# Damped harmonic oscillator fitting

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Richard Wood on 9 Mar 2020
Commented: Star Strider on 11 Mar 2020
Hello everyone,
I am trying to fit my data to a damped harmonic oscillator with functional form: mx=A*cos(omega*time-phi)*exp(-gamma*time)-B. I have attached how it looks my data once it is plotted.
Now, to perform the fitting, I have followed this very complete approach given by Star Strider: https://es.mathworks.com/matlabcentral/answers/484489-damped-harmonic-motion-curve-fit
My code following its scheme it is the following:
mx_breather=detrend(mx_inelastic_localized_breather); % Remove Linear Trend
max_mx_breather=max(mx_breather);
min_mx_breather=min(mx_breather);
difference_mx_breather=(max_mx_breather-min_mx_breather); % Range of ‘y’
z_mx_breather=mx_breather-max_mx_breather+(difference_mx_breather/2);
zci_mx_breather=@(v)find(v(:).*circshift(v(:),[-1 0])<= 0); % Returns Approximate Zero-Crossing Indices Of Argument Vector
zt_mx_breather=physical_time_inelastic_breather(zci_mx_breather(mx_breather));
per_mx_breather=2*mean(diff(zt_mx_breather)); % Estimate period
ym_mx_breather=mean(mx_breather); % Estimate offset
fit_breather=@(b,x) b(1).*exp(-b(2).*x).*(cos(x.*b(3)-b(4)))+b(5); % Objective Function to fit
fcn_breather=@(b) norm(fit_breather(b,physical_time_inelastic_breather)-mx_breather); % Least-Squares cost function
[coefficients_breather,nmrs_breather]=fminsearch(fcn_breather,[difference_mx_breather...
;-10;per_mx_breather;-1;ym_mx_breather]) % Minimise Least-Squares
xp_breather=linspace(min(physical_time_inelastic_breather),max(physical_time_inelastic_breather),500);
In principle, it does not give an error when it is compiled. It gives the following values for the fitting:
b(1)=2.69632459149622e-06
b(2)=-10.7656220403261
b(3)=2.02496387156646e-12
b(4)=-1.73792117849851
b(5)=-7.06802818282082e-18
However, when I plot it accompanying my simulated data (exposed in the previous plot), there is no trace of it. My environment for plotting it is the usual:
u7=figure(7)
plot(physical_time_inelastic_breather.*(10^(12)),mx_inelastic_localized_breather,...
'-b','LineWidth',2)
hold on
plot(xp_breather,fit_breather(coefficients_breather,xp_breather),'--r','LineWidth',2)
hold off
xlabel('Time, $t \, \, \left( \mathrm{ps} \right)$','FontSize',14,'interpreter','latex')
ylabel('$m_x$','FontSize',14,'interpreter','latex')
xlim([physical_time_inelastic(1573).*(10^(12)) physical_time_inelastic(1707).*(10^(12))]);
t7=title('Spatially localized breather via annihilation','FontSize',14,'interpreter','latex')
set(t7,'interpreter','latex','FontSize',14)
l7=legend('Simulated data','Fitted curve','FontSize',14,'Location','best');
set(l7,'interpreter','latex','FontSize',14)
% cs7='\begin{tabular}{lll} $\mathrm{A} \cos \left( \omega t - \phi \right) e^{-\gamma t}+\mathrm{b}$ \\ $\mathrm{Nontopological \, \, solitons} \in \left[ \tilde{v}_-, \tilde{v}_+ \right]$ \\ $\mathrm{Nonlinear \, \, spin \, \, waves} \in \left[ \left. \tilde{v}_+, + \infty \right) \right.$ \end{tabular}';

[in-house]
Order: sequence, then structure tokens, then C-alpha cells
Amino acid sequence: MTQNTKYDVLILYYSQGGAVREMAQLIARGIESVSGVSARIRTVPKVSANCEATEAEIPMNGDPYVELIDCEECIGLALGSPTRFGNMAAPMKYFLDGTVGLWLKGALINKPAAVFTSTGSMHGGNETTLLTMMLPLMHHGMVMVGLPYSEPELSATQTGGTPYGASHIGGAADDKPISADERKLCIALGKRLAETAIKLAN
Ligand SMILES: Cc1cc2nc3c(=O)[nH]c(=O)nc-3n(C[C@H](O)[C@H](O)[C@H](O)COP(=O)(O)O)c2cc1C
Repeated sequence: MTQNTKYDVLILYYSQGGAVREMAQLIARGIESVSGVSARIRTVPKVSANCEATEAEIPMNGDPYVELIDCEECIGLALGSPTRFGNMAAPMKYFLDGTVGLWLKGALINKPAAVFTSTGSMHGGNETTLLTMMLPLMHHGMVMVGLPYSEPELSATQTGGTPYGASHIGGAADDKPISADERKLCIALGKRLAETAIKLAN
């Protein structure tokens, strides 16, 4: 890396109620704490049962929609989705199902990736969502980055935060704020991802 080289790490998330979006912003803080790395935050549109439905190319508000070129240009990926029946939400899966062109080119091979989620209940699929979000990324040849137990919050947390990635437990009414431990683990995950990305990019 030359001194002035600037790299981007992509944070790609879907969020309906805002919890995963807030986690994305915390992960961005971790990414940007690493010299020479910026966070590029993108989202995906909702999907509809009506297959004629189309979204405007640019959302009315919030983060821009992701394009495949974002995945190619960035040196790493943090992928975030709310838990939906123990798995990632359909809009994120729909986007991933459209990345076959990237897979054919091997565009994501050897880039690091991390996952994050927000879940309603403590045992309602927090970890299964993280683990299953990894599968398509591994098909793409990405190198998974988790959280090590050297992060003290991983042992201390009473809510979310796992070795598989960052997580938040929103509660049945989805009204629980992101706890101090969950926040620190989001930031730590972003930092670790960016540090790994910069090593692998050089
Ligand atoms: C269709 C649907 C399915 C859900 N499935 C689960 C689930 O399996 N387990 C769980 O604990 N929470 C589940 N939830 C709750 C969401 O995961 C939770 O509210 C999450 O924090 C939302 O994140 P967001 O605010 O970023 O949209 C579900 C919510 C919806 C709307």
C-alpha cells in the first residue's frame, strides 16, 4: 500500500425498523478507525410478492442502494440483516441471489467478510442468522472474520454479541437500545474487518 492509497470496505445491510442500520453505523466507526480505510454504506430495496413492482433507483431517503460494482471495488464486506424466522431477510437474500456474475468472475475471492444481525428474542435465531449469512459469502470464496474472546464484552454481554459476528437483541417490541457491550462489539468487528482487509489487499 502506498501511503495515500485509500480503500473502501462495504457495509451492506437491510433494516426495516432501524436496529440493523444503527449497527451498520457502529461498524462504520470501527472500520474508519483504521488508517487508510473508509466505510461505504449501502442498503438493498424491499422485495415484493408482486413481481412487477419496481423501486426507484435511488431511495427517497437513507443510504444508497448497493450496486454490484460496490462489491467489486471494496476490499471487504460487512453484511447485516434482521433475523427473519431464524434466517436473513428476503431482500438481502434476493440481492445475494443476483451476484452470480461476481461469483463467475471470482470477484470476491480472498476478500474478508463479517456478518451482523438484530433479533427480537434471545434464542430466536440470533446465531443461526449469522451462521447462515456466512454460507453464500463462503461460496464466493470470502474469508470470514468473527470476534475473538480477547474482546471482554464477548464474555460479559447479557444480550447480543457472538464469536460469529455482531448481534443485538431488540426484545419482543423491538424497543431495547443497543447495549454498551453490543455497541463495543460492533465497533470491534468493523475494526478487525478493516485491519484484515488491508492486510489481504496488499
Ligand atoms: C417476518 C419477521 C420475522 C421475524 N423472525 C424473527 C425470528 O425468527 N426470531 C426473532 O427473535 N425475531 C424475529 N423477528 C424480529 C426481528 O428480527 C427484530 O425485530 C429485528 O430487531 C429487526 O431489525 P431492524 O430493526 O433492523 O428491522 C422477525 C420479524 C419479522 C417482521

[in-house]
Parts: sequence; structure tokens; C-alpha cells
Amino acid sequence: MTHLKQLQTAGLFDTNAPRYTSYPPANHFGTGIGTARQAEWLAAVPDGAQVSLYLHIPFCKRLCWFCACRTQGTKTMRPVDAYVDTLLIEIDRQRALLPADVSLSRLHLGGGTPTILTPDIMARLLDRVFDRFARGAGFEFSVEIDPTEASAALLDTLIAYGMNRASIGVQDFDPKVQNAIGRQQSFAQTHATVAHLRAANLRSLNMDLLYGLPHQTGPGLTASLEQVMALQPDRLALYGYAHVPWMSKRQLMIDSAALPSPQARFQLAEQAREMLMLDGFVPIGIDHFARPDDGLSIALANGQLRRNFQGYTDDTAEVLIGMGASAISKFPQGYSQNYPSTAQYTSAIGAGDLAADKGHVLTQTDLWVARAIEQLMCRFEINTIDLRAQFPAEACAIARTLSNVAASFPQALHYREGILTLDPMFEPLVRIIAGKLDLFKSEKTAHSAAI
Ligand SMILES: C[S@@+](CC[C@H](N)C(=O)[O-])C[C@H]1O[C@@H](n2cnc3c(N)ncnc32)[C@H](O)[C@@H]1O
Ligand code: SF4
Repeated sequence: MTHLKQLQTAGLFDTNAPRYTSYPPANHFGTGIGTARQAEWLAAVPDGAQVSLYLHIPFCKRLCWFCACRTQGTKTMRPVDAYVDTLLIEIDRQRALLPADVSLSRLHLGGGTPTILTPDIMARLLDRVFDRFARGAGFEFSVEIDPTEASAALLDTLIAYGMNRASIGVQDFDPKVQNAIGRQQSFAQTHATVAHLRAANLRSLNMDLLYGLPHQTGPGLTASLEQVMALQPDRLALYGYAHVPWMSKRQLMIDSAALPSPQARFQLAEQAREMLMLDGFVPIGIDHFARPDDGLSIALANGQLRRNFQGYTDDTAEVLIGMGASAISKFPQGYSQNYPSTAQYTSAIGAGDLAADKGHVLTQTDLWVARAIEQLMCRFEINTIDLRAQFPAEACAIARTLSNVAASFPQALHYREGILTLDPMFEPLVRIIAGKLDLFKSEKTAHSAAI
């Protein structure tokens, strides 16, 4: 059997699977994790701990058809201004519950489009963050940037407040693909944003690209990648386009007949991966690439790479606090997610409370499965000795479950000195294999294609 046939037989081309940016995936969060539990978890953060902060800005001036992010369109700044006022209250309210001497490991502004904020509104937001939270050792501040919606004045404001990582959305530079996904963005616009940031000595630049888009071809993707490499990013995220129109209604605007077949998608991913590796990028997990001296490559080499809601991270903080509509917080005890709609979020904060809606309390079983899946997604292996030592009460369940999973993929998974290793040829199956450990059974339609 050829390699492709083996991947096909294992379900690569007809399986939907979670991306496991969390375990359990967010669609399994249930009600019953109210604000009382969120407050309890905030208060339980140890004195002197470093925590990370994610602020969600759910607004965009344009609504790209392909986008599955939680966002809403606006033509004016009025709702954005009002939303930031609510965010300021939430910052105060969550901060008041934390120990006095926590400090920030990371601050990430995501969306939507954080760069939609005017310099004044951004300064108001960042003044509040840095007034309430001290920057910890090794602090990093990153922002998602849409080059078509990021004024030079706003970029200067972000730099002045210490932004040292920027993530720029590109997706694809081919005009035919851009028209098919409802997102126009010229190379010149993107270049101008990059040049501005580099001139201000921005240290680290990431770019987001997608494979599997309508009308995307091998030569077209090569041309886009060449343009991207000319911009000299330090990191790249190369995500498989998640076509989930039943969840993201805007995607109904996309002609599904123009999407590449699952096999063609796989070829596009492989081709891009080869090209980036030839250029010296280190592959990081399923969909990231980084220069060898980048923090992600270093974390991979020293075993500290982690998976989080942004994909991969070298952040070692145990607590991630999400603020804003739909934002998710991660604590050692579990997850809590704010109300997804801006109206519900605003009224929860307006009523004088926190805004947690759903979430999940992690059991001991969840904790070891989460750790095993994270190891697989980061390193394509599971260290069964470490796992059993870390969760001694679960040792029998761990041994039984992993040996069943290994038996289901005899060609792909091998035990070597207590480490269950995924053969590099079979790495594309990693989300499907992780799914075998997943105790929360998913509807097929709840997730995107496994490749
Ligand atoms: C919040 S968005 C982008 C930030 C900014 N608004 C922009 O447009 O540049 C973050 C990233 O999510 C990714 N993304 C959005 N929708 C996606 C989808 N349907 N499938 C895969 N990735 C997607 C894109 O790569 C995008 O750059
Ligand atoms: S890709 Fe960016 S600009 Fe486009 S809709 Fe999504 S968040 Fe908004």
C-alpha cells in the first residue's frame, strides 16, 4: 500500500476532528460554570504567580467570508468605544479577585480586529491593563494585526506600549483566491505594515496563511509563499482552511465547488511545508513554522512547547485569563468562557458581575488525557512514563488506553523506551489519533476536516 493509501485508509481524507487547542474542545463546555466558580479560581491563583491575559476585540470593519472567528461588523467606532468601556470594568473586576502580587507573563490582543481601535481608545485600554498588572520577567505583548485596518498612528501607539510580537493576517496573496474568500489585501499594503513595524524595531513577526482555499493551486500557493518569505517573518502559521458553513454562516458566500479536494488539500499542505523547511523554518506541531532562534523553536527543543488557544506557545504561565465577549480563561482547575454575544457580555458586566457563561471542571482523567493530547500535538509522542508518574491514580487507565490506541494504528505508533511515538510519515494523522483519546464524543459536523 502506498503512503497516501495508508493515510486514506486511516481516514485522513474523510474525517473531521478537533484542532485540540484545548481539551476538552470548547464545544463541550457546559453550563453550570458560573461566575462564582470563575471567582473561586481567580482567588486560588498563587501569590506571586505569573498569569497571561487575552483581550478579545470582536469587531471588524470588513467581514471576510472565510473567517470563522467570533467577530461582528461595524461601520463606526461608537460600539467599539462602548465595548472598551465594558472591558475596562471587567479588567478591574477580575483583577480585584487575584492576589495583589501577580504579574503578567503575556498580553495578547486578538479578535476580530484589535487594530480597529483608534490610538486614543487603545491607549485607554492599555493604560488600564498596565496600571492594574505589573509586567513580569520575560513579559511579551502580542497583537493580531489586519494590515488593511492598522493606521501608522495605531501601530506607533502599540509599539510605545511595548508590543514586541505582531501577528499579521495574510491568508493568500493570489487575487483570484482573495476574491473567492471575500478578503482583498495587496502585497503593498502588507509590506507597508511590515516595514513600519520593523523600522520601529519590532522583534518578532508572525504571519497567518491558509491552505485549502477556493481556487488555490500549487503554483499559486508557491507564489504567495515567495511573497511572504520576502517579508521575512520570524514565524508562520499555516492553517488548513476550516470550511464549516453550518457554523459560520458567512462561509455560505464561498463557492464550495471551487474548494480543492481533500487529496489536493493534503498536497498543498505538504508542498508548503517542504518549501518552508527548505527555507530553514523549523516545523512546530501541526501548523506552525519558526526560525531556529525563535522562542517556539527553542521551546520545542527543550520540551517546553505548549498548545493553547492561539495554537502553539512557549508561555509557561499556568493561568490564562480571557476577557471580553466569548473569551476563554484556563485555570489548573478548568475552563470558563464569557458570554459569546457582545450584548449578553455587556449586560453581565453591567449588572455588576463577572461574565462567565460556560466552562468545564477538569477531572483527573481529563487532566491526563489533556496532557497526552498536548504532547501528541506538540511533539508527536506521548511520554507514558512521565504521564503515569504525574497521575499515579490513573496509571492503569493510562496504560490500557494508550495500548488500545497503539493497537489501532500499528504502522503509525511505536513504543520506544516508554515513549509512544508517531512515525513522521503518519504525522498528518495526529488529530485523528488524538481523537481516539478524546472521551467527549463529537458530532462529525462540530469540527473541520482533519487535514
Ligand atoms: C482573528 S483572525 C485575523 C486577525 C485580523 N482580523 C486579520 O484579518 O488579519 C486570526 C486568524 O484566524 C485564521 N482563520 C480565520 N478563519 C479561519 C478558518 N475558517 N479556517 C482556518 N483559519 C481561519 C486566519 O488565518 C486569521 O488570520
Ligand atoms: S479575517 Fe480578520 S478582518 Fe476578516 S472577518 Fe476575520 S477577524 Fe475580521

% ha7=annotation('textbox',[0.25 0.75 0.43 0.15], 'Interpreter', 'latex','FontSize',14,'BackgroundColor','w','FaceAlpha',1);
% set(ha7,'String',cs7);
set(gca,'TickLabelInterpreter','latex','FontSize',14)
set(u7,'Units','Inches');
posu7=get(u7,'Position');
set(u7,'PaperPositionMode','Auto','PaperUnits','Inches','PaperSize',[posu7(3),posu7(4)])
saveas(gcf,fullfile(outputdir,['mx_Magnetization_Component_Evolution_Breather_Non_Zero_Region_Naked_Eye.pdf']))
Any idea?
I have attached my data in case someone wants to suggest other way to do it. The first column represents the time, or the variable physical_time_inelastic_breather in my code ( it is in seconds, so if you want to have picoseconds as me in the plot, you have to multiply each element of it by E12), and the second column is mx, that it is, the variable mx_inelastic_localized_breather in my code.

Star Strider on 10 Mar 2020
The exponential ddecay is likely multi-exponential, since a single expoinential provides a decent although inexact fit:
x = D(:,1);
y = D(:,2);
y = detrend(y); % Remove Linear Trend
yu = max(y);
yl = min(y);
yr = (yu-yl); % Range of ‘y’
yz = y-yu+(yr/2);
zci = @(v) find(v(:).*circshift(v(:), [-1 0]) <= 0); % Returns Approximate Zero-Crossing Indices Of Argument Vector
zt = x(zci(y));
per = 2*mean(diff(zt)); % Estimate period
ym = mean(y); % Estimate offset
fit = @(b,x) b(1) .* exp(b(2).*x) .* (sin(2*pi*x.*b(3) + b(4))) + b(5); % Objective Function to fit
fcn = @(b) norm(fit(b,x) - y); % Least-Squares cost function
[s,nmrs] = fminsearch(fcn, [yr; -1E+11; 1/per; -1; ym]) % Minimise Least-Squares
xp = linspace(min(x),max(x), 500);
figure
plot(x,y,'b', 'LineWidth',1.5)
hold on
plot(xp,fit(s,xp), '--r')
hold off
grid
xlabel('Time')
ylabel('Amplitude')
legend('Original Data', 'Fitted Curve')
text(min(xlim)+0.05*diff(xlim), min(ylim)+0.8*diff(ylim), sprintf('$y = %.3E\\cdot e^{%.3E\\cdot x}\\cdot sin(2\\pi\\cdot x\\cdot %.3E + %.3f) %+.3f$', s), 'Interpreter','latex')
This is slightly revised from the previous code, since your data required some special considerations because of the magnitude of the independent variable.
Star Strider on 11 Mar 2020
As always, my pleasure.
I suspect my approach could have problems with the data having a large number of zero values or other constant values at either end of the signal, although I have never experimented with it in that context. My approach to that problem would simply be to remove them (likely detecting them with the diff function), although the exact method would depend on the data.